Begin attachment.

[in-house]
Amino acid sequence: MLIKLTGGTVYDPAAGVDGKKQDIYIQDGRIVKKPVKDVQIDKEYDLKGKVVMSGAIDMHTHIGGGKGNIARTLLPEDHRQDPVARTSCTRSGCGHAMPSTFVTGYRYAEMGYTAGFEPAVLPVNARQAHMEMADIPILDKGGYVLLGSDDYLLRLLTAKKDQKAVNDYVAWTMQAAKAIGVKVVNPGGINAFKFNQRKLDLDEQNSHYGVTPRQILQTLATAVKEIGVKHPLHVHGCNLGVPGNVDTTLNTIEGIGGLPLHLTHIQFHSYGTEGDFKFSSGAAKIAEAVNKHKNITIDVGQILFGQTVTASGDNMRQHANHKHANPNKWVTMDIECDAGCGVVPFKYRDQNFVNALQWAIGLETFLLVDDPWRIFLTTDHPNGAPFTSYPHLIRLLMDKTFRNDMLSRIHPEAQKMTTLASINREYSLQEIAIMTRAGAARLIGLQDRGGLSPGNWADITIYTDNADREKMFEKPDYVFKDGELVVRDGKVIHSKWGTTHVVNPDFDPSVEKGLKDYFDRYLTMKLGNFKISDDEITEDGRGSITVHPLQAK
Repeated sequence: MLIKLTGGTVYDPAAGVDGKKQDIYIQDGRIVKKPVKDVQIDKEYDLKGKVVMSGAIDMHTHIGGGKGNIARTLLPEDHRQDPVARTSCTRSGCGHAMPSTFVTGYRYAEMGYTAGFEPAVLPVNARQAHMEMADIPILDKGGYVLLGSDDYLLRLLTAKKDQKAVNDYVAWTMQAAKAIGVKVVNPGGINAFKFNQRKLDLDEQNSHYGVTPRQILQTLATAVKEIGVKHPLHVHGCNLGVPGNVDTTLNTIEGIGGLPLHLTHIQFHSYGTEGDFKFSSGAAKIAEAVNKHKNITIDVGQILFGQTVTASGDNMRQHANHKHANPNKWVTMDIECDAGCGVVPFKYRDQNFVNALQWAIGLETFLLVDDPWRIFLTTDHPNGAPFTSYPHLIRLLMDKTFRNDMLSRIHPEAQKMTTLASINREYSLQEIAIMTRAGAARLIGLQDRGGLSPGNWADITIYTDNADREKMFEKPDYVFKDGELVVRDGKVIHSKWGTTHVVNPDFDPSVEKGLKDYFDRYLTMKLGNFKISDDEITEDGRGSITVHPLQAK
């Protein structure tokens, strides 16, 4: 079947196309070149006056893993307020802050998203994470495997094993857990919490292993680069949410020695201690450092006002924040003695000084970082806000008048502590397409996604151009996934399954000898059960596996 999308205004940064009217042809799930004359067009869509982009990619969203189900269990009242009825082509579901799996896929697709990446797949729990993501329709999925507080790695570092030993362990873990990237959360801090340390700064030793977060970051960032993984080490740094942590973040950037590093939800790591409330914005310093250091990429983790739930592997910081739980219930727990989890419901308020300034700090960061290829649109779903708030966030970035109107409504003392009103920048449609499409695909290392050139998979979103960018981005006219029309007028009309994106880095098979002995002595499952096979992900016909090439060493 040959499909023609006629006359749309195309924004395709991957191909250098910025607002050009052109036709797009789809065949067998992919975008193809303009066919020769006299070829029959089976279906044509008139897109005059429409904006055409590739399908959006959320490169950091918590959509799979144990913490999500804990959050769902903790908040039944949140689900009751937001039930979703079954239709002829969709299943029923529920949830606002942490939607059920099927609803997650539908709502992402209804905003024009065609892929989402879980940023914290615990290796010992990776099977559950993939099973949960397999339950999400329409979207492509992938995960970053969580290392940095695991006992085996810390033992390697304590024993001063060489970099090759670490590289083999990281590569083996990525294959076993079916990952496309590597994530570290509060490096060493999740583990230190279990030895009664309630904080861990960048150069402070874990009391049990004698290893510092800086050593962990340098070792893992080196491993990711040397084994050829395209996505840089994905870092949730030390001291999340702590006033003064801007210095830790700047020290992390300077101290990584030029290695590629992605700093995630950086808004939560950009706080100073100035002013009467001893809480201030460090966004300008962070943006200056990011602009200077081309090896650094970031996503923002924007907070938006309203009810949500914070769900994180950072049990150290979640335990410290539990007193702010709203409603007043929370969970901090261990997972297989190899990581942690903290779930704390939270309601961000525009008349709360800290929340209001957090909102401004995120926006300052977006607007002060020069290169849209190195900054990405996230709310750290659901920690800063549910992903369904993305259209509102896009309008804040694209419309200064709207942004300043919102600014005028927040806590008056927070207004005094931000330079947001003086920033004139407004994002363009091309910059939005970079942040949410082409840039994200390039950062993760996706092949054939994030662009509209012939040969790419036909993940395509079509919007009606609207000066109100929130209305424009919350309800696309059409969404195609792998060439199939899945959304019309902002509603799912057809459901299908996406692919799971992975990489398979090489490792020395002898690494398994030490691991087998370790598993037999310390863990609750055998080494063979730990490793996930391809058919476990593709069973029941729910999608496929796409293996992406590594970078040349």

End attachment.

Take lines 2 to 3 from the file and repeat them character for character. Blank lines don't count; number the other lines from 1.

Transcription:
Amino acid sequence: MLIKLTGGTVYDPAAGVDGKKQDIYIQDGRIVKKPVKDVQIDKEYDLKGKVVMSGAIDMHTHIGGGKGNIARTLLPEDHRQDPVARTSCTRSGCGHAMPSTFVTGYRYAEMGYTAGFEPAVLPVNARQAHMEMADIPILDKGGYVLLGSDDYLLRLLTAKKDQKAVNDYVAWTMQAAKAIGVKVVNPGGINAFKFNQRKLDLDEQNSHYGVTPRQILQTLATAVKEIGVKHPLHVHGCNLGVPGNVDTTLNTIEGIGGLPLHLTHIQFHSYGTEGDFKFSSGAAKIAEAVNKHKNITIDVGQILFGQTVTASGDNMRQHANHKHANPNKWVTMDIECDAGCGVVPFKYRDQNFVNALQWAIGLETFLLVDDPWRIFLTTDHPNGAPFTSYPHLIRLLMDKTFRNDMLSRIHPEAQKMTTLASINREYSLQEIAIMTRAGAARLIGLQDRGGLSPGNWADITIYTDNADREKMFEKPDYVFKDGELVVRDGKVIHSKWGTTHVVNPDFDPSVEKGLKDYFDRYLTMKLGNFKISDDEITEDGRGSITVHPLQAK
Repeated sequence: MLIKLTGGTVYDPAAGVDGKKQDIYIQDGRIVKKPVKDVQIDKEYDLKGKVVMSGAIDMHTHIGGGKGNIARTLLPEDHRQDPVARTSCTRSGCGHAMPSTFVTGYRYAEMGYTAGFEPAVLPVNARQAHMEMADIPILDKGGYVLLGSDDYLLRLLTAKKDQKAVNDYVAWTMQAAKAIGVKVVNPGGINAFKFNQRKLDLDEQNSHYGVTPRQILQTLATAVKEIGVKHPLHVHGCNLGVPGNVDTTLNTIEGIGGLPLHLTHIQFHSYGTEGDFKFSSGAAKIAEAVNKHKNITIDVGQILFGQTVTASGDNMRQHANHKHANPNKWVTMDIECDAGCGVVPFKYRDQNFVNALQWAIGLETFLLVDDPWRIFLTTDHPNGAPFTSYPHLIRLLMDKTFRNDMLSRIHPEAQKMTTLASINREYSLQEIAIMTRAGAARLIGLQDRGGLSPGNWADITIYTDNADREKMFEKPDYVFKDGELVVRDGKVIHSKWGTTHVVNPDFDPSVEKGLKDYFDRYLTMKLGNFKISDDEITEDGRGSITVHPLQAK